Jazz thrives on accidents, the unpredictable. So it was Monday at the Xerox Rochester International Jazz Festival.
Nicholas Payton, first show at Kilbourn Hall. Joey Alexander, the 12-year-old pianist who joins Chick Corea on Tuesday night at Kodak Hall at Eastman Theatre, and his family have seats in the third row.
The trumpeter surprises by coming out and settling in behind a grand piano and electric keyboards. A veritable bunker of sound, his short-brimmed, woven hat, the color of the couch in a smoking lounge, showing above the instruments. Accompanied by drums and double bass, he switches to trumpet midway through the first song, “A,” from his album Letters. Twenty-six songs, one for each letter of the alphabet. Payton holds one trumpet note for so long, it’s clear he has the lung capacity of a Solomon Islands pearl diver.
Then on to “F,” for Axel Foley, Payton explains, without elaborating if it’s the Eddie Murphy character from the Beverly Hills Cop series of films, or the rapper of the same name. This time Payton’s on electric keyboards, producing a cascade of nuclear-contamination warning notes. Like a siren.
Like a siren? What’s that noise during the third song? A chirping, like crickets. Is Payton introducing some nature samples into the composition?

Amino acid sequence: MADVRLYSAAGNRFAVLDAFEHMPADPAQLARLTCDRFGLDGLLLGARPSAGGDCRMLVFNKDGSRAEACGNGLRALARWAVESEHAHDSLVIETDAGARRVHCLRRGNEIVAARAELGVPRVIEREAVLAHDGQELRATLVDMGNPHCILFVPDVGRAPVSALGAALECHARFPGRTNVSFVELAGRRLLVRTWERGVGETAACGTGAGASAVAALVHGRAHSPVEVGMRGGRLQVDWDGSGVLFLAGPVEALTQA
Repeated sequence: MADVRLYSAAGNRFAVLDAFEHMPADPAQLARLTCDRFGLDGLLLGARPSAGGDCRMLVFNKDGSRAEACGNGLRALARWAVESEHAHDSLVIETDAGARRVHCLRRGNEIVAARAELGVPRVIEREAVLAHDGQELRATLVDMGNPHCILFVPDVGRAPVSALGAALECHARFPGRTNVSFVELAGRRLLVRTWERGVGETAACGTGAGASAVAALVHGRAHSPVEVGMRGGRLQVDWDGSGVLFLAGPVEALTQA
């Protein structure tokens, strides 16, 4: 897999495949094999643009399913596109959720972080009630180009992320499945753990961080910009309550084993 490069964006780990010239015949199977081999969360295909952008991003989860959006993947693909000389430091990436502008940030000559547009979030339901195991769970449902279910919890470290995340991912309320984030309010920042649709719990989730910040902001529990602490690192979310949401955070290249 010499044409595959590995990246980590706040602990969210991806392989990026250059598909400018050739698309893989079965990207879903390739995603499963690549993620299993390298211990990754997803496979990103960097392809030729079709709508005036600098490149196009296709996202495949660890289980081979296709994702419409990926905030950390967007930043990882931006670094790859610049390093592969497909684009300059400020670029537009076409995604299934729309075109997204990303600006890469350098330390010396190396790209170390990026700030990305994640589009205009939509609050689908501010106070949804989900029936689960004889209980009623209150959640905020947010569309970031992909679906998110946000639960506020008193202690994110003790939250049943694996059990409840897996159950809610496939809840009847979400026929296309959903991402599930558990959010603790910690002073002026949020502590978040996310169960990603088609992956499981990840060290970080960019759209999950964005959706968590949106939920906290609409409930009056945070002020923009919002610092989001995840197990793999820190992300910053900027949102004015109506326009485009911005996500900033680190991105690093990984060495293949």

Everyone’s glancing around. It’s a fire alarm. The house lights come on – Payton shrugs and riffs a “da-da-da-da-da, dum-da” on the piano – and everyone files out of the building into the street.
And I head over to Harro East Ballroom, where the tweets are telling me that Lizz Wright’s first concert was the show of the fest.
So they never did finish that first set. The fire marshal wouldn’t let anyone back into the building until it had been confirmed that the alarm was set off by a school maintenance person who decided to test the school’s fire system in the middle of a jazz fest.
“Can’t promise it won’t happen again,” Payton said, having proven himself too hot for the first set.
He opened the second show with “5,” from the album Numbers, with more trading off of keyboards and his horn. Returning to “F,” the playing was daring, inventive. Then a sudden shift to “No Lonely Nights” by Keith Jarrett, who’s less about writing notes than he’s about writing moods, with lightly brushed drums by Joe Dyson and upright bass by Vicente Archer that sounded like a murmured conversation in another room.
And then, once again, with a long, ridiculously sustained note of his horn, Payton went diving for pearls off then Solomon Islands.